In their own words: Spring 2021 ASU Law graduates discuss their time in the IRLS program and Washington, D.C.

Isabella Barbosa Ruggeri: My experiences participating in the D.C. program and the IRLS program have been unforgettable. I travelled across the world to spend my 1L summer interning for the Judicial System Monitoring Program (JSMP), a non-governmental organization (NGO) in Timor-Leste, where I had the opportunity to make an impact on the legislation of an entire country. There, I wrote a report that JSMP used to defeat a national criminal defamation bill. I spent my 2L summer working remotely with the Initiative for Strategic Litigation in Africa (ISLA), a pan-African feminist NGO in South Africa, where I wrote a report recommending ways to improve the governing structure of South Africa’s National Strategic Plan on Gender Based Violence and Femicide, which was provided to government officials leading the plan. The IRLS program facilitated both these incredible internships and provided all the support I needed to participate in them and make the impact that I did. Finally, thanks to a housing scholarship from the D.C. program, I was able to live just a few steps away from the Supreme Court and the Capitol building in D.C. As a law student, it was surreal walking by these buildings everyday on my way to work. 


Kaeden Bauman: As I reflect on my experience at ASU Law, the best decision I made was to spend my 3L year in D.C. I had the extraordinary opportunity to intern at the White House with the Office of White House Counsel and later on Capitol Hill. It was unbelievable going to work in the morning at these places of incredible significance and in the afternoon walking a few blocks to take classes from former U.S. Ambassadors and leading experts in their fields. I could not have asked for a more robust and impactful experience and I’m very grateful to the staff and faculty in D.C. that helped make my experience one that I will never forget.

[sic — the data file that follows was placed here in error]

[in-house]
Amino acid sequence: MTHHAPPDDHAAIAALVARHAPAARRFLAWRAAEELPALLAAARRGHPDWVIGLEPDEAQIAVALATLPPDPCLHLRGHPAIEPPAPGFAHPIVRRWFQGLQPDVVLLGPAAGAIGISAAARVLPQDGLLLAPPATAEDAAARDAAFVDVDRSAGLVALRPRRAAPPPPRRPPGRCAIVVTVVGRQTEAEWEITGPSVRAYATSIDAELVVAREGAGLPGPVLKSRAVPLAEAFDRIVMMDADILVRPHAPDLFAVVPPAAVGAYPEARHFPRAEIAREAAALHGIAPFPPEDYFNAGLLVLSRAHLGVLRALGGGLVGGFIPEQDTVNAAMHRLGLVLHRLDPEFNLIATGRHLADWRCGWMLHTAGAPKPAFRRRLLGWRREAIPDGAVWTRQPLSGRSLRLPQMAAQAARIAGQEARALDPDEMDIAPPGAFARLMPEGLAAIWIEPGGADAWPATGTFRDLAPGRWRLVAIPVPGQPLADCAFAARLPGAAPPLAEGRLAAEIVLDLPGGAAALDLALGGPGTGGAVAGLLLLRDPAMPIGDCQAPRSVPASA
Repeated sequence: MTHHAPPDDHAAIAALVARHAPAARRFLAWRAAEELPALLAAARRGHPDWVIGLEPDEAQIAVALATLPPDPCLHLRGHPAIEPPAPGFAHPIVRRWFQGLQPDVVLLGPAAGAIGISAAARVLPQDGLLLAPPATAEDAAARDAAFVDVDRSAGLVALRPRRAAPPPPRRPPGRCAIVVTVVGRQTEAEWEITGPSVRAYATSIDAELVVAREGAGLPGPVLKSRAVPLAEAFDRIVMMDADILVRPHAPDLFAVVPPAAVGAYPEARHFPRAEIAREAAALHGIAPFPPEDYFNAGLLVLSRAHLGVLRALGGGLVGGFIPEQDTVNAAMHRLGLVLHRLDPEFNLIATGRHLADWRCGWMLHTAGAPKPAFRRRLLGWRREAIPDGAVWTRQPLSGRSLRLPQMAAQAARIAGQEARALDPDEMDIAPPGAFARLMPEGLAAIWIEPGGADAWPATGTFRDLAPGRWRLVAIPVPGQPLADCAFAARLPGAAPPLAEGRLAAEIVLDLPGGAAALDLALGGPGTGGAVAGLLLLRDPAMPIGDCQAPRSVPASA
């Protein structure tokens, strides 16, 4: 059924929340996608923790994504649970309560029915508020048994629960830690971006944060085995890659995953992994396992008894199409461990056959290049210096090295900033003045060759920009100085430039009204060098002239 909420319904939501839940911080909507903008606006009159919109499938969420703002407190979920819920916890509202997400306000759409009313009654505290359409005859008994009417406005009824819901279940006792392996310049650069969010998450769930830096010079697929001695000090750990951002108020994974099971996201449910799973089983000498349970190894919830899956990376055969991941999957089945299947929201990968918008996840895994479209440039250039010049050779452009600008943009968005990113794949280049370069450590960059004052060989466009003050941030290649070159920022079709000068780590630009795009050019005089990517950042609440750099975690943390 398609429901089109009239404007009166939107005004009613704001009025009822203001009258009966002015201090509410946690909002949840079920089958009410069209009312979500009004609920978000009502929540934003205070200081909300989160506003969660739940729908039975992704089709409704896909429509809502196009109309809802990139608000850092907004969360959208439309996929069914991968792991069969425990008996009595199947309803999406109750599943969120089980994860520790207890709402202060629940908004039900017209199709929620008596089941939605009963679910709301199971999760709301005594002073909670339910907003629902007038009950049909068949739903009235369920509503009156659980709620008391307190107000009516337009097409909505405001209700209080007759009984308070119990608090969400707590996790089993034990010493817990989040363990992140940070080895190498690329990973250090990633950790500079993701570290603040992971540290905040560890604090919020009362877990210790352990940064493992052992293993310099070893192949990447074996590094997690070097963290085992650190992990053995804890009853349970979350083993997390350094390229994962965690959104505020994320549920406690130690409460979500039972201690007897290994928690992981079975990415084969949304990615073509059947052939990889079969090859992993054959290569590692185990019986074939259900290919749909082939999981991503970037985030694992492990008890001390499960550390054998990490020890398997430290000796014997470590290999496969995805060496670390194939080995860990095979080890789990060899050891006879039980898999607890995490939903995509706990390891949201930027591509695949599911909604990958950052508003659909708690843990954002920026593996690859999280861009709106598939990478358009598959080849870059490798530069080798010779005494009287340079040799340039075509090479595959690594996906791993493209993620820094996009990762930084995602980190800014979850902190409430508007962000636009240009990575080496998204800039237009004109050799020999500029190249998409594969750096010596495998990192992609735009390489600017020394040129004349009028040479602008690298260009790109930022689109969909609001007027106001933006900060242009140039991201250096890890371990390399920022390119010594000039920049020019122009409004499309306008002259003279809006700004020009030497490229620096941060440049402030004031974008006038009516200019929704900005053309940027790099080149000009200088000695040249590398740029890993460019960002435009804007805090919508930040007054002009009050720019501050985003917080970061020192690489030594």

Stephen Costa: Spending a year in the International Rule of Law and Security program in Washington, D.C. is a rewarding experience for students who are interested in working with respectable professionals dedicated to their fields. From International Election Law to Legislative Advocacy to Building Justice Institutions, among others, students have an opportunity to gain a vivid experience in the issues that shape our world. For example, the IRLS International Crisis Simulation exposes students to the challenges involved in international diplomacy and Legislative Advocacy gives insights into the inner workings of our government. Furthermore, the staff is diligent and committed to helping students achieve their goals.


Robert Heins: I decided to attend ASU Law specifically because of the D.C. program and it did not disappoint. While I was in D.C. I was able to intern in the Narcotics and Dangerous Drugs Section of the Department of Justice and take classes from practitioners with a variety of government experience. As an IRLS Fellow, I also had the opportunity to meet with a variety of experts including Professor Fromholz, Ambassador Williamson, congressional staffers, and Department of Homeland Security attorneys to learn more about different career paths. Because of the IRLS program and my time in D.C., I have been able to cement my interest in international law and a career with the federal government.